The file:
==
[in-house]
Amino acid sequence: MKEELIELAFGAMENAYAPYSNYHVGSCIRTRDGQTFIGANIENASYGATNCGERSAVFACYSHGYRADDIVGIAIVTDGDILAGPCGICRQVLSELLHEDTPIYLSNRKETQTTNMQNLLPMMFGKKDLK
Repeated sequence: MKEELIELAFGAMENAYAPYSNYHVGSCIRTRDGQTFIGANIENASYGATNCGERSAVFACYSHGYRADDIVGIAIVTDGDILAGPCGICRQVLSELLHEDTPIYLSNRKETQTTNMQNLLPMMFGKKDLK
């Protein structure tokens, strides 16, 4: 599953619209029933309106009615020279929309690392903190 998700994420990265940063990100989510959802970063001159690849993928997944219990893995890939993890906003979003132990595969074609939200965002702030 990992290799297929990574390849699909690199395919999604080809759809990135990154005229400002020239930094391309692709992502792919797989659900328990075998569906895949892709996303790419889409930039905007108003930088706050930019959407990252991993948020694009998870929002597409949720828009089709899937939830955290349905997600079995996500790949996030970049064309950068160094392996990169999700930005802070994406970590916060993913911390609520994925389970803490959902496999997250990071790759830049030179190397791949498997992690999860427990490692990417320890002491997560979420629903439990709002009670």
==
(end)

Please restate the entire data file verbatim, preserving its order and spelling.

[in-house]
Amino acid sequence: MKEELIELAFGAMENAYAPYSNYHVGSCIRTRDGQTFIGANIENASYGATNCGERSAVFACYSHGYRADDIVGIAIVTDGDILAGPCGICRQVLSELLHEDTPIYLSNRKETQTTNMQNLLPMMFGKKDLK
Repeated sequence: MKEELIELAFGAMENAYAPYSNYHVGSCIRTRDGQTFIGANIENASYGATNCGERSAVFACYSHGYRADDIVGIAIVTDGDILAGPCGICRQVLSELLHEDTPIYLSNRKETQTTNMQNLLPMMFGKKDLK
């Protein structure tokens, strides 16, 4: 599953619209029933309106009615020279929309690392903190 998700994420990265940063990100989510959802970063001159690849993928997944219990893995890939993890906003979003132990595969074609939200965002702030 990992290799297929990574390849699909690199395919999604080809759809990135990154005229400002020239930094391309692709992502792919797989659900328990075998569906895949892709996303790419889409930039905007108003930088706050930019959407990252991993948020694009998870929002597409949720828009089709899937939830955290349905997600079995996500790949996030970049064309950068160094392996990169999700930005802070994406970590916060993913911390609520994925389970803490959902496999997250990071790759830049030179190397791949498997992690999860427990490692990417320890002491997560979420629903439990709002009670």